JAMES ALEC HARDY
INES NETO DOS SANTOS
A fox leaves its rank scent in an alleyway. A pigeon pecks at rubbish in a busy square. Snails creep in through cracked windows, depositing glistening trails. A rat lies in a bush near a children’s playground. Moths flit from a wardrobe. Squirrels scurry around in parks. Bees drift in through the office window. Tree roots buckle a pavement.
We live in close proximity to other organisms; from caged pets to wild animals, window boxes to weeds. And there are those other living things – yeasts, bacteria, moulds – that float invisible through the air we breathe or grow on our skin and in our stomachs, parasites that are essential to human lives. City dwellers try to block out these living actors that survive, adapt, and thrive throughout the urban environment. Air conditioning, double-glazing, anti-bacterial spray. Conspiracy to control, ignoring the interdependence of human and non-human lives.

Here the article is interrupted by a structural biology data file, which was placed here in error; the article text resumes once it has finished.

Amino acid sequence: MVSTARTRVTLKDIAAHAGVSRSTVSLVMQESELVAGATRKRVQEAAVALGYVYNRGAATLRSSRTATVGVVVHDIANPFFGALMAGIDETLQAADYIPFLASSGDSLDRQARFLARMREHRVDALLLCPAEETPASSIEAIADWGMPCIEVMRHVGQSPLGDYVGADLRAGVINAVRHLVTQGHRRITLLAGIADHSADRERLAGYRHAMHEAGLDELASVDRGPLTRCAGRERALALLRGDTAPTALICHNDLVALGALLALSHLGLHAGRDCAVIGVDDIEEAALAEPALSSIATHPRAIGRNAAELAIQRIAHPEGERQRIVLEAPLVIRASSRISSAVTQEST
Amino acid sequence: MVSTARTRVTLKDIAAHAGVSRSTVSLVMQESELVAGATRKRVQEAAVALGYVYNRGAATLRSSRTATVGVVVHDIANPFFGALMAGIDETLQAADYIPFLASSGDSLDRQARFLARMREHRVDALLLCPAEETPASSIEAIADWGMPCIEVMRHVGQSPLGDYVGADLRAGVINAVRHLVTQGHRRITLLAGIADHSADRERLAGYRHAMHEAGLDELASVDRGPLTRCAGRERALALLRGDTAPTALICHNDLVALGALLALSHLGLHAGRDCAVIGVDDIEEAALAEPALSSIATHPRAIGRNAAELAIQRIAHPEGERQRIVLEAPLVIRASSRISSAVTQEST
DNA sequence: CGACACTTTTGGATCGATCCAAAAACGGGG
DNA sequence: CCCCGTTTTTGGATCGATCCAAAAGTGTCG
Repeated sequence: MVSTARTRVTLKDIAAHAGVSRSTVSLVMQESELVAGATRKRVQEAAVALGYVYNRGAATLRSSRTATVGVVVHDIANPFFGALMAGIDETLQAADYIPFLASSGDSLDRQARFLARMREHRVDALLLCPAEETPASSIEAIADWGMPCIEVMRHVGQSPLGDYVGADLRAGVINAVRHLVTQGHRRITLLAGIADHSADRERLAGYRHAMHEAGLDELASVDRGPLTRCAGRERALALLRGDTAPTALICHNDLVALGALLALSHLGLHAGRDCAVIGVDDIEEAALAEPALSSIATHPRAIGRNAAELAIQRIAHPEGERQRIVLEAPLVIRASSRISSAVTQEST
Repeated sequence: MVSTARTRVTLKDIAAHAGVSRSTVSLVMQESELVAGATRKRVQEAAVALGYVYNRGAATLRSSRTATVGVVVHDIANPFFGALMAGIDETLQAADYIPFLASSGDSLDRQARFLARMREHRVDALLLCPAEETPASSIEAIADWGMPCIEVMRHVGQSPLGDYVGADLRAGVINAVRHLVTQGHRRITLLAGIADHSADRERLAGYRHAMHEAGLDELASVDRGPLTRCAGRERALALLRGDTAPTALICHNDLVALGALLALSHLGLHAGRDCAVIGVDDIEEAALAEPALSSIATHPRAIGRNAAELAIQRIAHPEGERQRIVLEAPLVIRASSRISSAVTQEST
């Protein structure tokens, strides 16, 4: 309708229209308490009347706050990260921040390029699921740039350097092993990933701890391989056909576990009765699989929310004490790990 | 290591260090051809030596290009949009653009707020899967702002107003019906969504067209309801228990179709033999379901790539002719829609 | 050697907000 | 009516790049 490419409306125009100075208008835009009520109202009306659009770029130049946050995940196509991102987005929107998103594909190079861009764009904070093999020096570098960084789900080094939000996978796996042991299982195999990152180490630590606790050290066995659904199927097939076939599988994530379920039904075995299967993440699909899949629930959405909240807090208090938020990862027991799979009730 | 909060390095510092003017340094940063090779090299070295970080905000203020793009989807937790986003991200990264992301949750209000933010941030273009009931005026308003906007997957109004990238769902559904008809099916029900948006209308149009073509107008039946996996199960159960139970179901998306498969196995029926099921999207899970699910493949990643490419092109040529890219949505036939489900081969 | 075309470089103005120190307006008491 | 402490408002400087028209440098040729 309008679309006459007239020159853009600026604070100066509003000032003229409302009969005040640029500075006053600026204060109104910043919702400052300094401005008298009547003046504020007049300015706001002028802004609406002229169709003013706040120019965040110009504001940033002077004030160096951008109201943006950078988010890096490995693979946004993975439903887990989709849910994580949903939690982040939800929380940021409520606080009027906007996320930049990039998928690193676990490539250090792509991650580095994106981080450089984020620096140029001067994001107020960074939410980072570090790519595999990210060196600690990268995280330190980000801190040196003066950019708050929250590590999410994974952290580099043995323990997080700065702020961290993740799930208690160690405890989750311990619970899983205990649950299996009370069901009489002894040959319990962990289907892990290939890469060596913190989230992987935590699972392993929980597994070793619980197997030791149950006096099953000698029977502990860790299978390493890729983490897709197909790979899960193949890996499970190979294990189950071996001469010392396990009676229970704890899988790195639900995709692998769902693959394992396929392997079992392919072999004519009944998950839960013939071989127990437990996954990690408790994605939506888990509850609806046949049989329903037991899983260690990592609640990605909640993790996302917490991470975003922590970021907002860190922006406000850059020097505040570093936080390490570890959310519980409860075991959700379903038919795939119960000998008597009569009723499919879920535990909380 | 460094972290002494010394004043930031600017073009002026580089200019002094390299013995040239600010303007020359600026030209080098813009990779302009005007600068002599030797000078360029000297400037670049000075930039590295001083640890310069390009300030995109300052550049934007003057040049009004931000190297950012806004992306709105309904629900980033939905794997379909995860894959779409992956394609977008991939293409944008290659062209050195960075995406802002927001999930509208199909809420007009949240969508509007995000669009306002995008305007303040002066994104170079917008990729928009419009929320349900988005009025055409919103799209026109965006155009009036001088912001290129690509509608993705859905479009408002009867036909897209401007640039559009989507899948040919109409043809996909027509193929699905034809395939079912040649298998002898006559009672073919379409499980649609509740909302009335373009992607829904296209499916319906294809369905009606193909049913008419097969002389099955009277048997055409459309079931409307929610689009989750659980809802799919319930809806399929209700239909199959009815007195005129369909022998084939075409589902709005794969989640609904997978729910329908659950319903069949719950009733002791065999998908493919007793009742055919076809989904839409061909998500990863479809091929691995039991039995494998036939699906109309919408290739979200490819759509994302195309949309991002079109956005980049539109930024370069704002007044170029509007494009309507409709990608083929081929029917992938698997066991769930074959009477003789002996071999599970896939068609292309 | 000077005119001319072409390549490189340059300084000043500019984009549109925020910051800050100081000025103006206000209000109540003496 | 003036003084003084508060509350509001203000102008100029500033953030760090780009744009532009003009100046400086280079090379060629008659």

‘Darlings of the Underground’, seeks to foreground these overlooked and sidelined relationships, drawing attention to human encounters with organisms designated ‘other’ to ourselves by the categories enforced by science and classical philosophy.
These forces of the ‘underground’ resist dominant models of how we define the human in opposition to everything else and challenge the concept of the self-contained individual. The domestic setting of Subsidiary Projects is used to highlight the fact that these plants, animals, and bacteria are always present - species are interpenetrated, lives are interwoven - even in contexts where we feel uncomfortable encountering the wild. Set in a space where large windows offer a view of a street ornamented